This morning kicked off day one of the Microsoft Build Windows conference where developers got the first preview of building apps on Windows 8. It's been an interesting few months leading up to the conference as many people were speculating everything that they could get someone to believe. A few weeks back though facts started to come out via the Windows 8 Blog - you can find it here. The keynote and the session videos will be up on the conference site for free so even if you didn't make it you can find them here. I have no intent to repeat everything you can read in the press release here, so I will only highlight a few key thoughts.
A few random thoughts to get started…
- Every thing that runs on Windows 7 will run on Windows 8
- Even memory usage will be less. Windows 8, is even more optimized than Windows 7 for example a netbook running windows 7 used 404 mb of memory. That same netbook runs with just 281 mb in Windows 8.
- Look for small things that are new for example Picture password - allows picking points on picture or sliding across in gesture to login. Simple Pin support also appears to be in.
- Choose how you want to interact, mouse, keyboard touch, all work, touch clearly being thought of as a first class way of interacting. In fact I heard in one session - "If the monitor doesn't support touch it's broken". I personally think this will happen faster on the slate/tablets and slower on the desktop as there is a lot of existing desktops with non touch devices. That said, touch clearly adds some interesting interactions that are possible and that should push the pace desktops move to touch capable displays faster.
- Metro style, you know that style from the Windows Phone, is now going to be a consistent experience across the phone, slate and desktop, but with obvious tweaks to fit the form factor.
- Best Steve Sinofsky quote of the day "I don't think anything is better than a Chrome free browsing experience" - and I don't think he really was talking about the chrome around the browser (think Google Chrome if you don't get it...).
- If you used to use your PC startup time to get coffee, you will have to find another excuse because boot time is going to just keep getting faster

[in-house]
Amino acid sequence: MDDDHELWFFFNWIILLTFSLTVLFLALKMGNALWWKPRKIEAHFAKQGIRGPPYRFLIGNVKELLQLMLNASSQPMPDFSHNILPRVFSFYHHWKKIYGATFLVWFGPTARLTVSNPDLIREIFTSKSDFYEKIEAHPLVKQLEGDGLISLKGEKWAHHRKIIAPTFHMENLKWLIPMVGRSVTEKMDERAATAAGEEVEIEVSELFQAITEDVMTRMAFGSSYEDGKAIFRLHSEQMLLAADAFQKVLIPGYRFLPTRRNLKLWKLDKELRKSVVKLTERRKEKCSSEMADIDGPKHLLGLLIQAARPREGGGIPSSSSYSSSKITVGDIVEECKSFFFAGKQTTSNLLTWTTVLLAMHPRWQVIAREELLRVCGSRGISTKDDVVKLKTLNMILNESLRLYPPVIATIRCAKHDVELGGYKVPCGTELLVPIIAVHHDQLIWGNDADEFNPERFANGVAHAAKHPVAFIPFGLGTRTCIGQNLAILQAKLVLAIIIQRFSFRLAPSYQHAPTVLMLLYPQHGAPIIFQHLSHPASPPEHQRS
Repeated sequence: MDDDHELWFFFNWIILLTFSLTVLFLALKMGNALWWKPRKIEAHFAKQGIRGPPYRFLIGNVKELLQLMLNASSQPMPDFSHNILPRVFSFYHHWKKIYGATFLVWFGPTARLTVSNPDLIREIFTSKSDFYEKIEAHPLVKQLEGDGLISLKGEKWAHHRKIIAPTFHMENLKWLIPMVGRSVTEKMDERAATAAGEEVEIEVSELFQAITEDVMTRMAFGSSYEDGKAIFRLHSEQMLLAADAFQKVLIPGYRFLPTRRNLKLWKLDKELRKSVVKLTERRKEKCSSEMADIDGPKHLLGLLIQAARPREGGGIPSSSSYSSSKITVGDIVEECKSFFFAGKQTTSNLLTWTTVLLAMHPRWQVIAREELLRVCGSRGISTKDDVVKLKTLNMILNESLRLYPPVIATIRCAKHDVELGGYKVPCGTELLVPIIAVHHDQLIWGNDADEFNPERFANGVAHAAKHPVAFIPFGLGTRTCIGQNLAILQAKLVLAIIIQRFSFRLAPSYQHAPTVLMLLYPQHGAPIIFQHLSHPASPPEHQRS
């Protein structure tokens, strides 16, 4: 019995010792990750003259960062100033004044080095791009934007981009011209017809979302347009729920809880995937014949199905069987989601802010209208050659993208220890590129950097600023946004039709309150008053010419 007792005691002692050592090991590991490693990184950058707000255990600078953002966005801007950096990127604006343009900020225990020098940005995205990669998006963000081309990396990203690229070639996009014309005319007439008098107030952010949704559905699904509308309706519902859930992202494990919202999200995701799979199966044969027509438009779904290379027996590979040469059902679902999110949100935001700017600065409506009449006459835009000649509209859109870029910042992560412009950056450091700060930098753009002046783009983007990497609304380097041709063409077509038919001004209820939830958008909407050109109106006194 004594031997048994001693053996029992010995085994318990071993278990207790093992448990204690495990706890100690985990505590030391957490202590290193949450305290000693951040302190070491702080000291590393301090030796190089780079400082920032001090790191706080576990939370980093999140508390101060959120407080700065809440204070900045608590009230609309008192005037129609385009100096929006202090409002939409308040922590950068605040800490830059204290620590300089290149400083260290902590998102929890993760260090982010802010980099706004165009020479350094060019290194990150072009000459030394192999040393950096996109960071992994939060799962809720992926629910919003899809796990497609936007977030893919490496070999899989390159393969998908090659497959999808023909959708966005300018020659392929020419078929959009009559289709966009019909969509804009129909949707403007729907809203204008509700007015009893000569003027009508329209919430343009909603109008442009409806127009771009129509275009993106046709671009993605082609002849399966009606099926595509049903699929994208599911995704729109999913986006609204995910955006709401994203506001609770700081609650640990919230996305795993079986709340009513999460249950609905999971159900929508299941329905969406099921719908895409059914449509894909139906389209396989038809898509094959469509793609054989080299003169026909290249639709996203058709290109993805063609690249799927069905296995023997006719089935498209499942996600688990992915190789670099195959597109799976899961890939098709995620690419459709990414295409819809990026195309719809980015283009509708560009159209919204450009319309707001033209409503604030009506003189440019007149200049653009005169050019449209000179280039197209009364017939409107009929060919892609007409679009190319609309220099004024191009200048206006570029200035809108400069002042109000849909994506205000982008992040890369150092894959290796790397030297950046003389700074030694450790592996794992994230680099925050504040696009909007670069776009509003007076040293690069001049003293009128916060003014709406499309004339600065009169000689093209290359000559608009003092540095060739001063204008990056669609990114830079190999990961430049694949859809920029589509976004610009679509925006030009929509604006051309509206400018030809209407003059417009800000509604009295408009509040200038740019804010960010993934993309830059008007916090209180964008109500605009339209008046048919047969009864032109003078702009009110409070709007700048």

Probably one of the most interesting thing I saw during the keynote was how applications could connect to another application. This isn't a new concept, after all copy/paste has been used for years to move data from one application to another. For example, you copy an address from an e-mail and paste it to the map application to get directions. In Windows Phone if you take a picture you might share it on Facebook, e-mail it away all via a Share type link. Windows 8 Metro style applications will now formalize this in what they are referring to as "Charms" (I'm guessing Charms as it's name won't make it past marketing by release) But the idea is an application can publish itself as a source and/or a target. Sources provide data that applications use, and targets indicate they can accept that same type of data. Contracts are used to perform the match making. For example, an Image application might publish as a source a picture and if I wrote a Smug Mug application it could be the Target and would show up on the list Charms because it accepts pictures. Search is another great example of where this might apply but you can think of a number of business scenarios where this is useful as well. By connecting applications it makes for a more consistent user experience and in a lot of ways can reduce the amount code you have to do for common application features. It is also important because it lets the user interact directly with other applications without leaving the existing application. For people building Charms (targets) it's an easy way to extend windows and other applications, ones that might not even be known at the time the Charm was created.
Windows App Store
One thing the mobile developers understand is the idea that a app store is an easy way to get people to buy applications. The idea someone can find it, click buy, install it and go makes it a low friction way to get people into your application. Windows 8 will have an app store integrated in that will allow metro style applications (those built in XAML, HTML5) to be first class citizens. The app store will also allow legacy applications(you know those non metro style applications) to be in there with a link to the companies web site. For the metro style apps, you pick a price, you decide if you want a trial, you go through the marketplace process and then the application is ready to buy. It looks similar to the Windows Phone process. To me this opens up a new opportunity to build small applications that people will pay a few $ for and anyone, not just huge ISVs will have the ability to have an application take off if people find it interesting.
I'm here at build with 5000 friends, in fact I've been impressed how packed the keynote and all the days sessions have been. It's now early afternoon, and there's a lot of excitement floating around. The fact that each attendee is getting a slate running a developer preview of Windows 8 and all the tools later today I'm sure doesn't hurt. Look for more on that once we get them later today and I get a chance to kick the tires.